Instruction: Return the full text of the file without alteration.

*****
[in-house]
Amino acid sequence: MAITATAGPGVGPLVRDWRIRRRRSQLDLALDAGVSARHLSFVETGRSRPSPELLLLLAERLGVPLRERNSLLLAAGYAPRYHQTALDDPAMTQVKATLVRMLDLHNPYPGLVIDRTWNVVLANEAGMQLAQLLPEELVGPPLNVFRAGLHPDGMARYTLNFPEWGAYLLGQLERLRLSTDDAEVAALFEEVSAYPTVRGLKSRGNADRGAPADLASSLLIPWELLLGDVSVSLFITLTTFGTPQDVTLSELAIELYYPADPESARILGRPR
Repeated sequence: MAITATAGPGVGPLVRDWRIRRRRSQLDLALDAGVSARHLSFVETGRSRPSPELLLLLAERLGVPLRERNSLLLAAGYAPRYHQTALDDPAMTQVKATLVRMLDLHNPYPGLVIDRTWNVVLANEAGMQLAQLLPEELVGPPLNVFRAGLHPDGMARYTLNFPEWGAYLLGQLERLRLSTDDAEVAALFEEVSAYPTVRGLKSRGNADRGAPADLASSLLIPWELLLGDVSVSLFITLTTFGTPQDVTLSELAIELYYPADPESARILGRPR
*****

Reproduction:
[in-house]
Amino acid sequence: MAITATAGPGVGPLVRDWRIRRRRSQLDLALDAGVSARHLSFVETGRSRPSPELLLLLAERLGVPLRERNSLLLAAGYAPRYHQTALDDPAMTQVKATLVRMLDLHNPYPGLVIDRTWNVVLANEAGMQLAQLLPEELVGPPLNVFRAGLHPDGMARYTLNFPEWGAYLLGQLERLRLSTDDAEVAALFEEVSAYPTVRGLKSRGNADRGAPADLASSLLIPWELLLGDVSVSLFITLTTFGTPQDVTLSELAIELYYPADPESARILGRPR
Repeated sequence: MAITATAGPGVGPLVRDWRIRRRRSQLDLALDAGVSARHLSFVETGRSRPSPELLLLLAERLGVPLRERNSLLLAAGYAPRYHQTALDDPAMTQVKATLVRMLDLHNPYPGLVIDRTWNVVLANEAGMQLAQLLPEELVGPPLNVFRAGLHPDGMARYTLNFPEWGAYLLGQLERLRLSTDDAEVAALFEEVSAYPTVRGLKSRGNADRGAPADLASSLLIPWELLLGDVSVSLFITLTTFGTPQDVTLSELAIELYYPADPESARILGRPR